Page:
What halal is -- and isn't
NEW ROCKFORD, N.D. -- Halal to a Muslim is analogous to kosher for Jewish consumers, but there are some differences, according to Adnan Aldayel, of Dakota Halal Inc.:...
NEW ROCKFORD, N.D. -- Halal to a Muslim is analogous to kosher for Jewish consumers, but there are some differences, according to Adnan Aldayel, of Dakota Halal Inc.:
- Animals in the halal system are not fed animal byproducts at all and there is minimal use of antibiotics. The Kosher system places no similar restrictions on animal production, except that both preclude the feeding of pork.
- Kosher has various levels of quality, based on religious compliance. Halal has no such system.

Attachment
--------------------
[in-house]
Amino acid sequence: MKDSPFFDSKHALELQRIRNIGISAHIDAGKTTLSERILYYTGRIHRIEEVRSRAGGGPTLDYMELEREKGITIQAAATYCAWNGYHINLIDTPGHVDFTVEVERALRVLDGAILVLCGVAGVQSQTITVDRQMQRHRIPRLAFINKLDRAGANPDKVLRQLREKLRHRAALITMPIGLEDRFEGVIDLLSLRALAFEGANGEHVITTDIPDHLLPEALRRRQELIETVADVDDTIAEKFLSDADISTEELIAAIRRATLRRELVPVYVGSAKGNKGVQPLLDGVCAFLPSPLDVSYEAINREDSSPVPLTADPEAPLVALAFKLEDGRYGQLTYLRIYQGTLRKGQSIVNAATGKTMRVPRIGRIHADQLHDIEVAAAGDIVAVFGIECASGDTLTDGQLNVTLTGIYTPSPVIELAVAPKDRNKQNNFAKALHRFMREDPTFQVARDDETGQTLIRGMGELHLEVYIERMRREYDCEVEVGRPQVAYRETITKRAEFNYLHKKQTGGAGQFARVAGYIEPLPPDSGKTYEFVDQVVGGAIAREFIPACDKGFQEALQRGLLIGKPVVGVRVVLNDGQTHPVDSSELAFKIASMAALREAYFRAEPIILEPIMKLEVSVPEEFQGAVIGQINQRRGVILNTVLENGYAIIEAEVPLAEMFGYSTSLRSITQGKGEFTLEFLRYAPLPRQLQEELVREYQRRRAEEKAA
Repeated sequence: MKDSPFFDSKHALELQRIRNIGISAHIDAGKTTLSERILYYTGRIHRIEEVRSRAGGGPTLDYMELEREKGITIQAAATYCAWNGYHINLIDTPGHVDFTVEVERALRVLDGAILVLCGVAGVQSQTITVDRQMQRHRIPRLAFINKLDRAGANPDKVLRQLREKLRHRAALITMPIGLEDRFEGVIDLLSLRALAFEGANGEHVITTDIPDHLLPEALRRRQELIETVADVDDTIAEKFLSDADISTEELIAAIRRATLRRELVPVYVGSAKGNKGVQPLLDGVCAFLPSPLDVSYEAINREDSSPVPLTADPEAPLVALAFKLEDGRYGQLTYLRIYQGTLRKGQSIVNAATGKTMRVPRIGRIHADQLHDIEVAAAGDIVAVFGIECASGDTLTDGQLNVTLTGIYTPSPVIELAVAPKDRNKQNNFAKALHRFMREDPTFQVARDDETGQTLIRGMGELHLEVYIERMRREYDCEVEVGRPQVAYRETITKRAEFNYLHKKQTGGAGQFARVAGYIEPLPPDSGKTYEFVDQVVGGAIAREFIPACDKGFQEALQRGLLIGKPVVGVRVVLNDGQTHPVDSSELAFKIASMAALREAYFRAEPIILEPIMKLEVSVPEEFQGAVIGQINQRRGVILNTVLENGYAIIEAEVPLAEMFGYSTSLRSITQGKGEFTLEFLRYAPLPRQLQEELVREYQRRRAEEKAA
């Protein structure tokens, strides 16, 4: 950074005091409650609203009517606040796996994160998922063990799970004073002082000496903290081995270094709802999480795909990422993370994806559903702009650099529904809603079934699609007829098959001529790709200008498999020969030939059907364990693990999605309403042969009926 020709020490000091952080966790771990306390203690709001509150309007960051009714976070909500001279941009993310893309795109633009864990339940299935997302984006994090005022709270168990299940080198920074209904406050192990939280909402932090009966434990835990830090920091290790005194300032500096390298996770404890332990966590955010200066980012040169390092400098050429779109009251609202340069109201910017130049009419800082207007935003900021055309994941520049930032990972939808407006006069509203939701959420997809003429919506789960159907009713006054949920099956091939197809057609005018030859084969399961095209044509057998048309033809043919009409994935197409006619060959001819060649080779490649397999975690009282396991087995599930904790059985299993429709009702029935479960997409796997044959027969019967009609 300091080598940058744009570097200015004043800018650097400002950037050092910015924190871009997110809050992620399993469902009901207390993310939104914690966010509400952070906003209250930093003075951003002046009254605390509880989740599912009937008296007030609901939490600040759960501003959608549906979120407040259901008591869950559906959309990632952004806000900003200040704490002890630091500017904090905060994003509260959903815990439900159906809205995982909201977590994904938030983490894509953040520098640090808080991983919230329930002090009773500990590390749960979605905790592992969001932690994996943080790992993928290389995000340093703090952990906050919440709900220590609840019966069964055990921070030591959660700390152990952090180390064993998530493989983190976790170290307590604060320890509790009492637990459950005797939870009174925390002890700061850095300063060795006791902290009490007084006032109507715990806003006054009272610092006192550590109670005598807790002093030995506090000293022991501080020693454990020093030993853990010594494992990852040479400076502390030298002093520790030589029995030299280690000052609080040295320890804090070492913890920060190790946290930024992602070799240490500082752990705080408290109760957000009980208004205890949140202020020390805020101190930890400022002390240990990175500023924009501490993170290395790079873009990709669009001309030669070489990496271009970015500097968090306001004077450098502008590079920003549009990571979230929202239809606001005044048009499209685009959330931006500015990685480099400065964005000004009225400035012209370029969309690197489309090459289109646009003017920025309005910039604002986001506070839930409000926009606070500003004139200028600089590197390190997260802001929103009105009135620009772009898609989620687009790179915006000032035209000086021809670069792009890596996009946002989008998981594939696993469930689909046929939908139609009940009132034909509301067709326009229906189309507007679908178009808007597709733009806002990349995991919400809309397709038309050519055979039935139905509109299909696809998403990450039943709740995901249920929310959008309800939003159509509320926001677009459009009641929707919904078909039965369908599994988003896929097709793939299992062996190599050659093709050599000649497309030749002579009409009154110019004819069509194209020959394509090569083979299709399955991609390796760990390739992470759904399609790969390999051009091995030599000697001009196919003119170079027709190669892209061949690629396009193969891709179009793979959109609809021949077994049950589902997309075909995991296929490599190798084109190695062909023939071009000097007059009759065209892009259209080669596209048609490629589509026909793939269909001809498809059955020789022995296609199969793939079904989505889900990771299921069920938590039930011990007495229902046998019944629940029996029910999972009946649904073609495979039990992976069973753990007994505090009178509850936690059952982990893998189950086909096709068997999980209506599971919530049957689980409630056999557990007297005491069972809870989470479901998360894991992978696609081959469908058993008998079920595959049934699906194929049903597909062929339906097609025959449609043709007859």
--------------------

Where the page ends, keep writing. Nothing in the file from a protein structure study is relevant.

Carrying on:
- There are no synthetic growth hormones or "implants" allowed among Aldayel's suppliers. This means cattle are on feed for 6 percent to 9 percent longer than conventionally fed cattle.
- Halal requires that a person in the faith conduct the slaughter, but it doesn't have to be an Imam, or an Islamic leader. As long as they follow other halal protocols, the slaughtering person can be a practicing Christian, Jewish person or Muslim if they are "people of the book" -- descendants of the God of Abraham. Kosher requires killing under supervision of a rabbi.
- While halal itself doesn't require it, Aldayel's certification of halal production requires that the animal be fed on a "natural" diet means no animal byproducts.
- The person slaughtering the animal must pronounce the name of the God. It is preferred the animal is not stunned before slaughter.